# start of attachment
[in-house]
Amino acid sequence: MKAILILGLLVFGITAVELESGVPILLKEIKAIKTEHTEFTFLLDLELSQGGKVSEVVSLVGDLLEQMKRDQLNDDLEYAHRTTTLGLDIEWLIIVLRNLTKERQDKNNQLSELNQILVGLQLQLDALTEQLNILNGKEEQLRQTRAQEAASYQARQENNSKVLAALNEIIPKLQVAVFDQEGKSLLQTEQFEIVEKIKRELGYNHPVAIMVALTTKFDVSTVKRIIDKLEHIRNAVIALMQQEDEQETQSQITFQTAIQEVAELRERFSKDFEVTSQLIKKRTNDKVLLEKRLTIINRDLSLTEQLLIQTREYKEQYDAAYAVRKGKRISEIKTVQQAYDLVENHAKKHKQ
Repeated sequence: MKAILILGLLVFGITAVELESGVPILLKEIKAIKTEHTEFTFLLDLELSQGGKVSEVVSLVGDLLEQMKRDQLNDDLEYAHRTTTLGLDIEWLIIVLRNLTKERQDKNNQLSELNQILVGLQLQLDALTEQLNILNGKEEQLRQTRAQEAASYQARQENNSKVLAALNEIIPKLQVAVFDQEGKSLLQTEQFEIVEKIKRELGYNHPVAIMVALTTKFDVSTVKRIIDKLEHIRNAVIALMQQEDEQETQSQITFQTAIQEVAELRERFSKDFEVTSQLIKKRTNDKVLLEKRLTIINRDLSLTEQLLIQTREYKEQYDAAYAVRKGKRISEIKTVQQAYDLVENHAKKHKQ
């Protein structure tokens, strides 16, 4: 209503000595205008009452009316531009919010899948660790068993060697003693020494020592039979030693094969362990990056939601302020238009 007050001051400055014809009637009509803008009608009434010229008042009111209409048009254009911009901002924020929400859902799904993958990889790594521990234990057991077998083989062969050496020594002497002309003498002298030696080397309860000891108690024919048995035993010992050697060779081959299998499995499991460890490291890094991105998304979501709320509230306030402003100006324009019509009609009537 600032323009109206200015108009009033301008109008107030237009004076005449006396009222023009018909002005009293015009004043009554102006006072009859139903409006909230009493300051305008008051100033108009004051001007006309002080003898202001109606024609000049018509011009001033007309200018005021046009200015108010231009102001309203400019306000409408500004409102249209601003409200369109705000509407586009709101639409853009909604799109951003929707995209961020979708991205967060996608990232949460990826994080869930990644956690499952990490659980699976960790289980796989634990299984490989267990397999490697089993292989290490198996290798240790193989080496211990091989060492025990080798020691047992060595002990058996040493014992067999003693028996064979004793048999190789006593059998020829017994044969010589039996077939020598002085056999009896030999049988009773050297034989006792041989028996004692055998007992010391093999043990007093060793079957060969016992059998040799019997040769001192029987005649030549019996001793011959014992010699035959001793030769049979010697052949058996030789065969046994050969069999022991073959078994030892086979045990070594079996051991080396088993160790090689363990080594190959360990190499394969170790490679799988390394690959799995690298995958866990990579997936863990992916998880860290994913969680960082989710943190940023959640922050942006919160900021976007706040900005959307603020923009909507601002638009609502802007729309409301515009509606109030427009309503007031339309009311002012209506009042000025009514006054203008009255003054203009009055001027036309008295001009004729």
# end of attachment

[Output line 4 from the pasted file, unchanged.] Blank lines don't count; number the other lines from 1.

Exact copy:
């Protein structure tokens, strides 16, 4: 209503000595205008009452009316531009919010899948660790068993060697003693020494020592039979030693094969362990990056939601302020238009 007050001051400055014809009637009509803008009608009434010229008042009111209409048009254009911009901002924020929400859902799904993958990889790594521990234990057991077998083989062969050496020594002497002309003498002298030696080397309860000891108690024919048995035993010992050697060779081959299998499995499991460890490291890094991105998304979501709320509230306030402003100006324009019509009609009537 600032323009109206200015108009009033301008109008107030237009004076005449006396009222023009018909002005009293015009004043009554102006006072009859139903409006909230009493300051305008008051100033108009004051001007006309002080003898202001109606024609000049018509011009001033007309200018005021046009200015108010231009102001309203400019306000409408500004409102249209601003409200369109705000509407586009709101639409853009909604799109951003929707995209961020979708991205967060996608990232949460990826994080869930990644956690499952990490659980699976960790289980796989634990299984490989267990397999490697089993292989290490198996290798240790193989080496211990091989060492025990080798020691047992060595002990058996040493014992067999003693028996064979004793048999190789006593059998020829017994044969010589039996077939020598002085056999009896030999049988009773050297034989006792041989028996004692055998007992010391093999043990007093060793079957060969016992059998040799019997040769001192029987005649030549019996001793011959014992010699035959001793030769049979010697052949058996030789065969046994050969069999022991073959078994030892086979045990070594079996051991080396088993160790090689363990080594190959360990190499394969170790490679799988390394690959799995690298995958866990990579997936863990992916998880860290994913969680960082989710943190940023959640922050942006919160900021976007706040900005959307603020923009909507601002638009609502802007729309409301515009509606109030427009309503007031339309009311002012209506009042000025009514006054203008009255003054203009009055001027036309008295001009004729």